Mesa school district to phase out mask policy, others keeping theirs

Mesa Public Schools officials say if they don’t see high COVID-19 transmission indicators on the county dashboard as of April 29, the district will not require masks starting May 3. (Photo courtesy of KJZZ)

Mesa Public Schools, the largest K-12 district in Arizona, announced that it’s looking to phase out mask wearing at its school sites and on buses.

On Monday, the district will start allowing students to go maskless while outside. If the district does not see any spikes in COVID-19 cases, it will recommend – but not require – masks starting May 3. This decision came days after Gov. Doug Ducey issued an executive order that ended a mask mandate in schools.

This approach will give the district time to complete state testing, which includes having remote students on site, it said in a Thursday statement. It also allows the district to assess and plan for Phase 2, as well as address any questions or concerns from families or staff.

The announcement came as a surprise to Kelly Berg, vice president of the Mesa Education Association, especially because she has seen an increase of cases at Dobson High School, where she teaches.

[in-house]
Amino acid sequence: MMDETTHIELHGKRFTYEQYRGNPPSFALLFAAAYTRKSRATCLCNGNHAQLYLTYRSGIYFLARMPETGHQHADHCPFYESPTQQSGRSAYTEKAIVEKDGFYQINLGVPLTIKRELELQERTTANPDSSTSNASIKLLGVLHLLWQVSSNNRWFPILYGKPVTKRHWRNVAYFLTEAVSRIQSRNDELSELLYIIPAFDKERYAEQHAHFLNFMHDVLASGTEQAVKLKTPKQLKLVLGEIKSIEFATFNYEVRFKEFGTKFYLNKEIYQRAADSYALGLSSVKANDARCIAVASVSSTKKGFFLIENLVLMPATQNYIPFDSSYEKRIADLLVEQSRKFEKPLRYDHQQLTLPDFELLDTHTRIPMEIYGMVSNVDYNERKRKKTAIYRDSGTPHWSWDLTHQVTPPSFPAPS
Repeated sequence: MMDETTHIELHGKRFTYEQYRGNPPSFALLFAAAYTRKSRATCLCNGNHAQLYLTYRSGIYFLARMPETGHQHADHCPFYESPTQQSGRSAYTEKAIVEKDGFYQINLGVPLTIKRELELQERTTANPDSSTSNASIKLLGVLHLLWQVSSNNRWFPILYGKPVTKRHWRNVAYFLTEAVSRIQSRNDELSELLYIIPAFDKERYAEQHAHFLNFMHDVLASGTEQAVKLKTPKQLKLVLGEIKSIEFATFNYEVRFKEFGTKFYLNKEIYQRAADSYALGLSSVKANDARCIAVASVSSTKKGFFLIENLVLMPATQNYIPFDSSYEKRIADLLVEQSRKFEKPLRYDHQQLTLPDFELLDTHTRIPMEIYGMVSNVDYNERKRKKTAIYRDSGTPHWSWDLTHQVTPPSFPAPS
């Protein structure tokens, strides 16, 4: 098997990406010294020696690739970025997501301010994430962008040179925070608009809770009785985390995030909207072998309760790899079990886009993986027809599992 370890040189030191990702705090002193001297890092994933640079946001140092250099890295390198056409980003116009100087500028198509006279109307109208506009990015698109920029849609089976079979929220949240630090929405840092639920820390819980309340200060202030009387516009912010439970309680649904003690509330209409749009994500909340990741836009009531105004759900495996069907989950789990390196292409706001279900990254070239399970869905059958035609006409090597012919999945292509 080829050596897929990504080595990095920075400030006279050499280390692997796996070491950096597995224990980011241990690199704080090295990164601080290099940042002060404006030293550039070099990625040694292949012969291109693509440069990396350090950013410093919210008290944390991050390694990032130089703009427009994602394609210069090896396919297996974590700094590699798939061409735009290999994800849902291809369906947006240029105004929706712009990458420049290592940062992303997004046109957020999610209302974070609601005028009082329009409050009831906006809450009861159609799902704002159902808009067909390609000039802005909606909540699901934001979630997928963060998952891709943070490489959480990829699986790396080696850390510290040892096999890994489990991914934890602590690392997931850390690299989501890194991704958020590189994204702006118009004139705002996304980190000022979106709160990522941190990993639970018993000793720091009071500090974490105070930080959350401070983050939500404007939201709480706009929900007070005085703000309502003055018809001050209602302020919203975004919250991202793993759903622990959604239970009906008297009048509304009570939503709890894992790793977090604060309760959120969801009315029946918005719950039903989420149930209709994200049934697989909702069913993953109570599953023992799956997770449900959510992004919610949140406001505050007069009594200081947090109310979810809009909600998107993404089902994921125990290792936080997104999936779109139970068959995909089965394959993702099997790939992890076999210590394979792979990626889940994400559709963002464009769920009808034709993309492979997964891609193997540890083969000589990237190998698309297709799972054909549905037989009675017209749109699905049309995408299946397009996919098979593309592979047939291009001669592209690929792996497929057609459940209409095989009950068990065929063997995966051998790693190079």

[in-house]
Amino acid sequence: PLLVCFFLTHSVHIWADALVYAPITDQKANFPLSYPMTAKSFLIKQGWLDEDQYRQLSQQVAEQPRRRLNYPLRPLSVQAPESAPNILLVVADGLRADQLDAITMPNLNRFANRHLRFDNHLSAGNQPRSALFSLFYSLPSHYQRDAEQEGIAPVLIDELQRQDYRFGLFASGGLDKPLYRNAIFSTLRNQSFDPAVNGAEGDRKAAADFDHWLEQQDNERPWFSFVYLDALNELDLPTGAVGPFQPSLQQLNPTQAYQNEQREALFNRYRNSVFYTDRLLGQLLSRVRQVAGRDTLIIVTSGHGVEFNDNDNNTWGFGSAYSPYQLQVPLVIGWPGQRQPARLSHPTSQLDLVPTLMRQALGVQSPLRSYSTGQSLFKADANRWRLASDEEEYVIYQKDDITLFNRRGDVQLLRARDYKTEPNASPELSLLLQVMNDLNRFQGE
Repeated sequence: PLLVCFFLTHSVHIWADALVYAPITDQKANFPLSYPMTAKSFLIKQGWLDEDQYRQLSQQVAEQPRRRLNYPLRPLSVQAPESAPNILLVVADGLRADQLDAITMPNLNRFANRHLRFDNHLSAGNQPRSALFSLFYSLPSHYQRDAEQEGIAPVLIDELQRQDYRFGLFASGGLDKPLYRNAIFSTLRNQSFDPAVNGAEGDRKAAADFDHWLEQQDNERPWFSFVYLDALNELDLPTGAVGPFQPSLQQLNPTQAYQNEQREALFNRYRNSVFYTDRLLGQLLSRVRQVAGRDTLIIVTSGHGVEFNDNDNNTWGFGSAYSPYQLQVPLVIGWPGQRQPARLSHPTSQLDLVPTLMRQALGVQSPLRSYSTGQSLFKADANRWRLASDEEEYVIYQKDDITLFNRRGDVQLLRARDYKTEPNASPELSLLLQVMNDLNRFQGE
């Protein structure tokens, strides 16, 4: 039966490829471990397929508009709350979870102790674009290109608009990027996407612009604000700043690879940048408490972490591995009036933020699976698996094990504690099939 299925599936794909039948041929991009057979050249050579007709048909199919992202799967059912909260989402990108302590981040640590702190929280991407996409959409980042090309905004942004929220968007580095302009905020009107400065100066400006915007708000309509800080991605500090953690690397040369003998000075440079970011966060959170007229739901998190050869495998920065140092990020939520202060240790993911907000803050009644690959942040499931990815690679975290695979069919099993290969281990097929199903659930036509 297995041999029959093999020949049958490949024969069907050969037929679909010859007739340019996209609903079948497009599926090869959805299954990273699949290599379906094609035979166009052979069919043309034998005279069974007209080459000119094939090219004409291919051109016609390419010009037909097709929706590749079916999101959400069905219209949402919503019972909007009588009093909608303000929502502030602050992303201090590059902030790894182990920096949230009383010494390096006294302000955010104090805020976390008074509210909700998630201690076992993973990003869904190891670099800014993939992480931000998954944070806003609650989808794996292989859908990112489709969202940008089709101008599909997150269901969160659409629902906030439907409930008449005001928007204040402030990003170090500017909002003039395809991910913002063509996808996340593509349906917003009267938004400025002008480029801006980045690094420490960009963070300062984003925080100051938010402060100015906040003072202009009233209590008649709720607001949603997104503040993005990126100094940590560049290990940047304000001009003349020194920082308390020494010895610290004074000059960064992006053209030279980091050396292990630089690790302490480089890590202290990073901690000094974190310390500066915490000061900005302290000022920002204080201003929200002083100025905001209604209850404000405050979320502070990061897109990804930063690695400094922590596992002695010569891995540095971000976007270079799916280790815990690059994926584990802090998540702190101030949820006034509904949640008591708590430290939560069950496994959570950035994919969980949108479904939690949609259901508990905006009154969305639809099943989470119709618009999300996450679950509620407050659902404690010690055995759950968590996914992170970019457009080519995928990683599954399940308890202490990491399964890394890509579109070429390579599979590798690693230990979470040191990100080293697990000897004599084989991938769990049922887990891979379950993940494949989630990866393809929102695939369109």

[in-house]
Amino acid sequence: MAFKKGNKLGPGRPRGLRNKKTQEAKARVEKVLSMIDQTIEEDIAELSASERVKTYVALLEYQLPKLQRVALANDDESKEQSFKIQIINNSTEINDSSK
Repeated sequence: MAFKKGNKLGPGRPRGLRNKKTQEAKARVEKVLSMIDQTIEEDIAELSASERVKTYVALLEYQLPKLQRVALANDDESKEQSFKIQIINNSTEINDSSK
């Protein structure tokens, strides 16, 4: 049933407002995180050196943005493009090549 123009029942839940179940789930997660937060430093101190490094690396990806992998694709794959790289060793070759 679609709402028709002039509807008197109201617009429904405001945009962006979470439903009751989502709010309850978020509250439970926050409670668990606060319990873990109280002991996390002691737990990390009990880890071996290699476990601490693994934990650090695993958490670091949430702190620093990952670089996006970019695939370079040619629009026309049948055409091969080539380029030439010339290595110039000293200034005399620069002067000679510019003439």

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“That kind of worries me that there’s an increase at my school, and now in a week, we are not going to have to enforce the masks,” she said.

“I wish we could have gotten through the rest of the school year.”

The association conducted a survey, and 80% of the 400 respondents said they want masks to stay in place, and the remainder said masks should be optional.

If the district sees an increase of cases, it will take action, including quarantining classes, programs or schools, and reinstating a mask mandate, the district said in a statement. The district has more than 63,000 students.

Meanwhile, governing boards for Gilbert Public Schools and the Peoria Unified School District will keep their mask requirements in place.

“With such a short time left in the year and without knowing who has underlying circumstances regarding COVID or the vaccine, I believe we should continue wearing the masks for others and for ourselves,” Peoria governing board member Cory Underhill said.

The Centers for Disease Control and Prevention continues to recommend face masks in schools.